On This Day

eichmann trial, eichmann court, adolf eichmann, adolf eichman
Associated Press
Adolf Eichmann stands in a glass encased bulletproof defendant’s box as he pleads not guilty to war crimes, April 17, 1961.

On This Day: Israel Announces Capture of Nazi War Criminal Adolf Eichmann

May 23, 2011 06:00 AM
by Denis Cummings
On May 23, 1960, the Israeli government reported the capture of Adolf Eichmann, the architect of the Holocaust, who had hidden for a decade in Argentina.

Eichmann Captured

During the Holocaust, Nazi SS officer Adolf Eichmann had orchestrated the roundups and transportation of Jews to Nazi concentration camps. He “ensured that the trains carrying their wretched human cargoes to the death camps, crammed into cattle wagons, ran on time,” writes the Guardian. “He organised the round ups, the timetables for the extermination, and garnered the manpower and hardware.”

After World War II ended, he managed to escape U.S. custody and travel secretly out of Germany with the help of Nazi sympathizers. In 1950, using a fake passport and visa for “Ricardo Klement,” he reached Argentina, where several other former Nazis had already settled.

During the Nuremberg Trials in 1945–6, other Nazi officers frequently mentioned Eichmann, lauding his dedication to the Nazi cause. Eichmann soon became one of the most sought-after Nazi fugitives.

The Mossad, Israel’s Secret Service, pursued Eichmann and eventually tracked him to Buenos Aires. Acting without the permission of the Argentine government, which did not allow other countries to extradite criminals, Mossad agents secretly observed Eichmann for months before launching its plan to capture him.

On the evening May 11, 1960, the Mossad waited for Eichmann to come off a bus and walk home. Mossad agents leapt out of a car at Eichmann, who “let out a terrible yell, like a wild beast caught in a trap,” according to former Mossad head Isser Harel, author of “The House on Garibaldi Street.”

Eichmann was taken to a safe house and secretly flown out of the country on an El Al plane on May 20. On May 23, Israeli Prime Minister David Ben-Gurion announced to the Knesset, the Israeli parliament, that Eichmann had been captured.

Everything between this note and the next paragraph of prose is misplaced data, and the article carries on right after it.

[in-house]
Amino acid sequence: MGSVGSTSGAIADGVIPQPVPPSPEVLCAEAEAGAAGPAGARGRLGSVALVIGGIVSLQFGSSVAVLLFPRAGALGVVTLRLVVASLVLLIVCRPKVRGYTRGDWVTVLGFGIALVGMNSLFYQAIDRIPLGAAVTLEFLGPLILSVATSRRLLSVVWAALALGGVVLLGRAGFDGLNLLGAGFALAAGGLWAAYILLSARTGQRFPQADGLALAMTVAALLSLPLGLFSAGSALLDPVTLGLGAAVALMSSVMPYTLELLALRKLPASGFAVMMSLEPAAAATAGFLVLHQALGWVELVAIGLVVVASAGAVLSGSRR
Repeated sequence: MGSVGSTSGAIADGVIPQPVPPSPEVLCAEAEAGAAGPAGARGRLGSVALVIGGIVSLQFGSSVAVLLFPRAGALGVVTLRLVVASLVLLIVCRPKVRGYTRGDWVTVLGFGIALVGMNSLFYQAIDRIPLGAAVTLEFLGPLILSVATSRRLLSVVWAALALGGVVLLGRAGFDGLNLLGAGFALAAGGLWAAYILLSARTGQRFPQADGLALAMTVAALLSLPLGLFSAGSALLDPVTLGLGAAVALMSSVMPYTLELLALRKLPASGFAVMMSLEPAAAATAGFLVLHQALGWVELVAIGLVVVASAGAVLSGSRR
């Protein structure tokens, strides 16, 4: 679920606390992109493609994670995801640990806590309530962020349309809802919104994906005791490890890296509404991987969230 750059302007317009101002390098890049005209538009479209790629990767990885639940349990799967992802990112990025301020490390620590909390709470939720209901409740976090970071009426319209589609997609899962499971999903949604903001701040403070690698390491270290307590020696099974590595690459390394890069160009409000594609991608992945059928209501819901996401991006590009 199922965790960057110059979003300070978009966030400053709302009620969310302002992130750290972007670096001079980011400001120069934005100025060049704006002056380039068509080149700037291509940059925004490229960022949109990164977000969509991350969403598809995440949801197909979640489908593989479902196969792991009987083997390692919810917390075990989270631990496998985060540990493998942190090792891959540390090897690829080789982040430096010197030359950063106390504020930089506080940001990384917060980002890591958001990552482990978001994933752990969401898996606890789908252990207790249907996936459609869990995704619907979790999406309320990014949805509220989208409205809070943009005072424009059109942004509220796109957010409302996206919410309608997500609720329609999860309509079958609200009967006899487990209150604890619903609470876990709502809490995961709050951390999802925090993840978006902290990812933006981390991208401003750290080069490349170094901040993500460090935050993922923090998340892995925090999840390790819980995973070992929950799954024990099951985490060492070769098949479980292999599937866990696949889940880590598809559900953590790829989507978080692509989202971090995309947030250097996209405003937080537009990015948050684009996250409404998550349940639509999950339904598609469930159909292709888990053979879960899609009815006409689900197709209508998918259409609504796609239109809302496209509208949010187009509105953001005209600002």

“I have to inform the Knesset that a short time ago one of the greatest of the Nazi war criminals, Adolf Eichmann, who was responsible, together with the Nazi leaders, for what they called ‘the final solution’ of the Jewish question, that is, the extermination of 6,000,000 of the Jews of Europe, was found by the Israeli Security Services,” he declared.

The Trial and Execution of Eichmann

Eichmann was put on trial in Jerusalem. Expressing no remorse, he claimed he was only performing his duty. Nearly a hundred Holocaust survivors testified, recounting the horrifying stories of Nazi concentration camps.

In December 1961, Eichmann was found guilty on 15 charges of crimes against humanity and war crimes. He was sentenced to death and was hanged on June 1, 1961.

Biography: Adolf Eichmann

Eichmann, born near Cologne in 1906, spent much of his youth in Linz, Austria, Adolf Hitler’s hometown. As a boy, Eichmann “was teased for his looks and dark complexion and was nicknamed ‘the little Jew’ by classmates,” according to History Place.

He joined the Nazi party in 1932 and soon joined the SD, the Nazi Security Service. He was put to work facilitating Jewish emigration from the Third Reich. As it became more difficult to find destinations from Jewish emigrants, he attempted to create Jewish territories in Poland and Madagascar, but the plans faltered.

In January 1942, he attended the Wannsee Conference, where Nazi leaders agreed upon the “Final Solution to the Jewish Question”: extermination. Eichmann was made responsible for the implementation of all issues related to the Nazis’ Final Solution.

He oversaw the exportation of Jews to death camps over the next three years, continuing even after Heinrich Himmler ordered him to stop.

Extracts from a diary that Eichmann kept while in an Israeli prison were released in Germany in 1999. “Throughout his outpourings,” The Guardian reported, “he builds upon a well-worn theme: that he was a cog in a greater machine and was only following orders.”

Related: Other Nazi War Criminals

The Nuremberg Trials tried 24 Nazi leaders for war crimes, crimes against humanity and crimes against peace. Thirteen of the defendants were sentenced to death, including Hermann Goering, who committed suicide before his execution could take place.

Josef Mengele, the “Angel of Death” who performed experiments of Holocaust victims, spent 34 years on the run. After the war, he escaped to Argentina and spent the rest of his life in South America. It was not until 1985 that German authorities discovered that he had died in 1979.

Historical Context: World War II and the Holocaust

The findingDulcinea Web Guide to World War II provides the best links for learning about the Holocaust. The Learning About the Holocaust page teaches you about the events and people associated with it.

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